Did you know that it is possible to cut a solid ball into 5 pieces, and by re-assembling them, using rigid motions only, form TWO solid balls, EACH THE SAME SIZE AND SHAPE as the original? This theorem is known as the Banach-Tarski paradox. So why can't you do this in real life, say, with a block of gold? If matter were infinitely divisible (which it is not) then it might be possible. But the pieces involved are so "jagged" and exotic that they do not have a well-defined notion of volume, or measure, associated to them. In fact, what the Banach-Tarski paradox shows is that no matter how you try to define "volume" so that it corresponds with our usual definition for nice sets, there will always be "bad" sets for which it is impossible to define a "volume"!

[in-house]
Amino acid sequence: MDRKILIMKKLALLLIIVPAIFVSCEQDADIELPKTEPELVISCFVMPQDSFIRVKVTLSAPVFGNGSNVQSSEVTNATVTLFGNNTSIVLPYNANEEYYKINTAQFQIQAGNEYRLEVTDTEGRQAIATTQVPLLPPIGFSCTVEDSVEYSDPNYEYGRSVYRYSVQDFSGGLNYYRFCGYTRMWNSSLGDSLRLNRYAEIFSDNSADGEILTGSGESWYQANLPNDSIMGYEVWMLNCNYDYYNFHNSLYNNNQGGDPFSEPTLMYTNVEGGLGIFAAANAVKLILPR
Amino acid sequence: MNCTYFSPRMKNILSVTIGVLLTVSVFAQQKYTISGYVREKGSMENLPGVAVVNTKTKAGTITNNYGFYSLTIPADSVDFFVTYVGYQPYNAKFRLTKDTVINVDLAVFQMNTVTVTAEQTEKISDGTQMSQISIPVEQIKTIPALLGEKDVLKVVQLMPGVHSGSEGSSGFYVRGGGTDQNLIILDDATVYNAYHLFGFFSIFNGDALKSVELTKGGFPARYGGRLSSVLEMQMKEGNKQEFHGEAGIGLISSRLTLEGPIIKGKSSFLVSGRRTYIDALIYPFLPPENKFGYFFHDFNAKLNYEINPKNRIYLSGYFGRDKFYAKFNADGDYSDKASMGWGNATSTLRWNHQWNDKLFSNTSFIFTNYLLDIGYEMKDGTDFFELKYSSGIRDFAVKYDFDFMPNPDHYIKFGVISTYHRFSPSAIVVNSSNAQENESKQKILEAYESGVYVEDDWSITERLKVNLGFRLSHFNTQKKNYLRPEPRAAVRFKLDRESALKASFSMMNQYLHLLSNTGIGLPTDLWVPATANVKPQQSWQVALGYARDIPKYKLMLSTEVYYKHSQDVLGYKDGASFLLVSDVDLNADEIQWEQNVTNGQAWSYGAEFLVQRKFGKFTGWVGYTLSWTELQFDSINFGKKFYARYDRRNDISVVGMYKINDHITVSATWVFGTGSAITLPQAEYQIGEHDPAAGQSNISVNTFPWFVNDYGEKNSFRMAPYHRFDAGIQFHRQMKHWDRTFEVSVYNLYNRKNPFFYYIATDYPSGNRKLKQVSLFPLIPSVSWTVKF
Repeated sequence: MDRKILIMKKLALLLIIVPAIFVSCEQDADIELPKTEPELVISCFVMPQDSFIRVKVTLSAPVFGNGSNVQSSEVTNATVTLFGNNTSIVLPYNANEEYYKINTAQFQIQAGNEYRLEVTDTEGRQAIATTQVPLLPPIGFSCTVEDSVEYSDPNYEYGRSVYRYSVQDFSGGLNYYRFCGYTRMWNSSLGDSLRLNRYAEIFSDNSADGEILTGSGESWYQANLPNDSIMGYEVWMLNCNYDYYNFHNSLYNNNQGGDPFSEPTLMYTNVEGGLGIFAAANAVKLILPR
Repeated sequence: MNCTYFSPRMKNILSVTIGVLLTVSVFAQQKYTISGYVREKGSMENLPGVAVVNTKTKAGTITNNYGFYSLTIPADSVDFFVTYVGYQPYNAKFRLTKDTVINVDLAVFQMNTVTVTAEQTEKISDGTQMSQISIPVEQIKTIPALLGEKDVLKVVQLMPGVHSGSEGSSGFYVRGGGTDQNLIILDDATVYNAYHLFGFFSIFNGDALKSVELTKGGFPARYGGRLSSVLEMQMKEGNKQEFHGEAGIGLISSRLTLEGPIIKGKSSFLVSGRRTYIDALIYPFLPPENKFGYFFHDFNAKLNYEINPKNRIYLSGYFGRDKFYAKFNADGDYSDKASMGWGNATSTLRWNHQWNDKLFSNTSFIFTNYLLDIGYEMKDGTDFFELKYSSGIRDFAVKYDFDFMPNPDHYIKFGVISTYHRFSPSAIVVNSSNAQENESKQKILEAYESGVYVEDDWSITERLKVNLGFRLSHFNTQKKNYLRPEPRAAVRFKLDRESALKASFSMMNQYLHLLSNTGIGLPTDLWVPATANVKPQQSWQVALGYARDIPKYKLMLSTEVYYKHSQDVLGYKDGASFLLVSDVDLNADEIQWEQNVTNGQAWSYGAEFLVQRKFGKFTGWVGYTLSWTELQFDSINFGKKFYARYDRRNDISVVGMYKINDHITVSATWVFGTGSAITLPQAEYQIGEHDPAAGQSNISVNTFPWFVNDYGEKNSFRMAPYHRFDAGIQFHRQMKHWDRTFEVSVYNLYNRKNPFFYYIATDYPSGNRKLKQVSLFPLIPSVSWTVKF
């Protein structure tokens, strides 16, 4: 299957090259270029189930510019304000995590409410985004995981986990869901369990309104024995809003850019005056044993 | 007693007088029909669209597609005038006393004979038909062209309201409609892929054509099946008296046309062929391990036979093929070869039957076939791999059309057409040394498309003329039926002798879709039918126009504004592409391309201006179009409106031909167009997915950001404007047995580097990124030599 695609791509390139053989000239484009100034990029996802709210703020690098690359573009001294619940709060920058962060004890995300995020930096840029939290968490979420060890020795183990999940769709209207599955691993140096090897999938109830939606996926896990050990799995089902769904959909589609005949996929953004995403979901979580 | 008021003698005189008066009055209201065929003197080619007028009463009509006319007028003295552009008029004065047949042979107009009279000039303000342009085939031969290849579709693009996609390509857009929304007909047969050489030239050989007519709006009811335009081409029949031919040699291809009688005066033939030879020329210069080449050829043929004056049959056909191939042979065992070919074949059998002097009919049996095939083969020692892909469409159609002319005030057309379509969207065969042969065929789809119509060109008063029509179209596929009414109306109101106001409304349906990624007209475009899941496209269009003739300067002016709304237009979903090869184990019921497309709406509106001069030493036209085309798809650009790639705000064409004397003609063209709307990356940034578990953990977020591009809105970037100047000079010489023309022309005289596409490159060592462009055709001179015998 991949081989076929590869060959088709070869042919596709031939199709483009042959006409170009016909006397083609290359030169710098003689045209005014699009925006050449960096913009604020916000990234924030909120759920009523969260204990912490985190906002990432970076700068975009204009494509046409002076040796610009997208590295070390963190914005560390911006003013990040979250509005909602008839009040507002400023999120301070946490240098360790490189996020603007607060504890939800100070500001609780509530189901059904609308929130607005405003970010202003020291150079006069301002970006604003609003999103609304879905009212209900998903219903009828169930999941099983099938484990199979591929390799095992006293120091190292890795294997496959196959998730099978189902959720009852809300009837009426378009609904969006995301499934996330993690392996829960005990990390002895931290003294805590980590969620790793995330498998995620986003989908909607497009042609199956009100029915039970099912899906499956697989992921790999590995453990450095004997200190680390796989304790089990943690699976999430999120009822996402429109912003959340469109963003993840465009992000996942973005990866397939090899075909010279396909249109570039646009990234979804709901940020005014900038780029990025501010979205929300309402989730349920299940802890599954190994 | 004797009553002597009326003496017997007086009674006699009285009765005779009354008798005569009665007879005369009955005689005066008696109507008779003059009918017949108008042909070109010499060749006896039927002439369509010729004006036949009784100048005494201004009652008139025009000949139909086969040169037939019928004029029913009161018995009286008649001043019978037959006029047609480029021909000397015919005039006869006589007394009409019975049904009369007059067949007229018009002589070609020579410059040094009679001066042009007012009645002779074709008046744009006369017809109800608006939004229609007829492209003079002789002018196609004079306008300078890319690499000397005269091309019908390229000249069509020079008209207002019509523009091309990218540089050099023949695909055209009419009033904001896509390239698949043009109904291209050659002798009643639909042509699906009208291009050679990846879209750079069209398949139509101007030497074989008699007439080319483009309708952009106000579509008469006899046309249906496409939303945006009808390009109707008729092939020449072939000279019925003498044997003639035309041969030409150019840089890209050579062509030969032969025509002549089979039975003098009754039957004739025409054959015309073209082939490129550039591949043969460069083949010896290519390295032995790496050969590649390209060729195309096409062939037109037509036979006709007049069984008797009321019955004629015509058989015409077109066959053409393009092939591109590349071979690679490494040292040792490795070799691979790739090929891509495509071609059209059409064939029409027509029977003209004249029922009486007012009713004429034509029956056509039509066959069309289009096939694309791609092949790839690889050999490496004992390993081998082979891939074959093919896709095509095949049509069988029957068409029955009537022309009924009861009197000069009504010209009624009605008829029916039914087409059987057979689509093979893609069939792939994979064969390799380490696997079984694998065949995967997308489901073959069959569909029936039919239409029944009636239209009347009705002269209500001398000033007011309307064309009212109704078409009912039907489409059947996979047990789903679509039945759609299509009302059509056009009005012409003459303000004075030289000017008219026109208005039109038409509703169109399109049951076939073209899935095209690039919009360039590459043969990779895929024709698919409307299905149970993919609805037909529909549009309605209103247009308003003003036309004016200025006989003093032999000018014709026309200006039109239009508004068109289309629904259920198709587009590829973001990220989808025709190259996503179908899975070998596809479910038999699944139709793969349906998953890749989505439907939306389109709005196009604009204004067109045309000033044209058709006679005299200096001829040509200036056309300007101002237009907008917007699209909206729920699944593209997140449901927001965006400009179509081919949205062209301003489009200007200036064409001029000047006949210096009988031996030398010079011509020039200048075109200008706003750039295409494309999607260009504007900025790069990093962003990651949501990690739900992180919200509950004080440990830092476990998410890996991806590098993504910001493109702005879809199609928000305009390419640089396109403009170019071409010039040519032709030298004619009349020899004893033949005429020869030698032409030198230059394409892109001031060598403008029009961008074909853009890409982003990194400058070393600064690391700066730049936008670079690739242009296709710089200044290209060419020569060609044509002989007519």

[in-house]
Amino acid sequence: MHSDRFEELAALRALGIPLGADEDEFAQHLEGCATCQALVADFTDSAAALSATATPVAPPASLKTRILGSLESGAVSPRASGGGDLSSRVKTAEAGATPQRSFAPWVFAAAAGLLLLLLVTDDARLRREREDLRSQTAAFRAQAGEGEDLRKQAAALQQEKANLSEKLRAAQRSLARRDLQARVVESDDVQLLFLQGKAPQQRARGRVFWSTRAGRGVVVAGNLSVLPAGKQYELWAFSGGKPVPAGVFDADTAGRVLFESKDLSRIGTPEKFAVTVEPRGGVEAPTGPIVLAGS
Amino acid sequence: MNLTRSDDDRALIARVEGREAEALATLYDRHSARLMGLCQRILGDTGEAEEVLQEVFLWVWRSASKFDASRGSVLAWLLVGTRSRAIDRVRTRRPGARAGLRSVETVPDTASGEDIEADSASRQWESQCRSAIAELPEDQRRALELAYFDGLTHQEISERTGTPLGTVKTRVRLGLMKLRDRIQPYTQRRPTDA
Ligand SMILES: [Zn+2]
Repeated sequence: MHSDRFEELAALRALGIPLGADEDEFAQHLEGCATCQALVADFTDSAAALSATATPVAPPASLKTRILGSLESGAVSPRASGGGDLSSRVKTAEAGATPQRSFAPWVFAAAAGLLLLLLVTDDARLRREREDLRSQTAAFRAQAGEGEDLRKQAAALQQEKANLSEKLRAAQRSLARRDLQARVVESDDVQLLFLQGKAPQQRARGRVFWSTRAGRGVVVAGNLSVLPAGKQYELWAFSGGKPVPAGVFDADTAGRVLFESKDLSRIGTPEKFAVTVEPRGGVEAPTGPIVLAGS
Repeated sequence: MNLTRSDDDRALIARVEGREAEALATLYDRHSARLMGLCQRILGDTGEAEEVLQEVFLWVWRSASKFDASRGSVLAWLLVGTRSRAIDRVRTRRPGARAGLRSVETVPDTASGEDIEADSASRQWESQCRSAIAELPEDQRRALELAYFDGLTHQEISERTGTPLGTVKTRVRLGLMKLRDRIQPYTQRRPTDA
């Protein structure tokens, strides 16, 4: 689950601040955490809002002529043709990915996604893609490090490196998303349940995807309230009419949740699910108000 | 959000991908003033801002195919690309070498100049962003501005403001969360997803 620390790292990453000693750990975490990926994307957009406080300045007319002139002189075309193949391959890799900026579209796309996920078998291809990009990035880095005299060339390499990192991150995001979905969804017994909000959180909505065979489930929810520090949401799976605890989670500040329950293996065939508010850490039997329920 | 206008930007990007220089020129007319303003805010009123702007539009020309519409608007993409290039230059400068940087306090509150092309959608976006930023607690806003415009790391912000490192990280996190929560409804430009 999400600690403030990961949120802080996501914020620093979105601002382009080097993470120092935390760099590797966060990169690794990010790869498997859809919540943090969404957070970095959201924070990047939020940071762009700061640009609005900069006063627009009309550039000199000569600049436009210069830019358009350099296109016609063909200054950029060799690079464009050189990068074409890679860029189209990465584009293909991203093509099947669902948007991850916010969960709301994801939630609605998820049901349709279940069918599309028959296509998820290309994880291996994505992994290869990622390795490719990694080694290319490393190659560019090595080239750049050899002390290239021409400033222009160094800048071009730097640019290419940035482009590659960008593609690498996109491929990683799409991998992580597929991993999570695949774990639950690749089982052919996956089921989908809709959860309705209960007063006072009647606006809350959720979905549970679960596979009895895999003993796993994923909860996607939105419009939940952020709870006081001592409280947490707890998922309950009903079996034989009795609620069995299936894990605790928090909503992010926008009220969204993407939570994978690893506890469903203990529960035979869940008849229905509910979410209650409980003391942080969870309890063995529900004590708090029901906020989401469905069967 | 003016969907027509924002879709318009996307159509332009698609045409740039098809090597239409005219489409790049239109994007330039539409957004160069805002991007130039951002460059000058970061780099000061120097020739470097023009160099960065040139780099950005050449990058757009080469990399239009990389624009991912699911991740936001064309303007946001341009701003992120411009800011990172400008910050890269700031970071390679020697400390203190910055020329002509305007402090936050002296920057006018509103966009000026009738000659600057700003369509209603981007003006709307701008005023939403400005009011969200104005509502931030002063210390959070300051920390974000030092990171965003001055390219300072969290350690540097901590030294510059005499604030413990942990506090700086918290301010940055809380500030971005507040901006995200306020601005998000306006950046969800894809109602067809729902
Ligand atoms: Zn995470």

Table of Integrals Over Integrals Served. Integral Table
In middle school my friends and I enjoyed chewing on the classic conundrums. What happens when an irresistible force meets an immovable object? Easy — they both explode. Philosophy’s trivial when you’re 13. Take It to the Limit
Prehistoric Calculus: Discovering Pi Pi is mysterious. Sure, you “know” it’s about 3.14159 because you read it in some book. But what if you had no textbooks, no computers, and no calculus (egads!) — just your brain and a piece of paper. Could you find pi? Archimedes found pi to 99.9% accuracy 2000 years ago — without decimal points or even the number zero!
Free Calculus The Calculus Here is a free online calculus course. This is essentially an ordinary text, but you can read it online. There are lots of exercises and examples.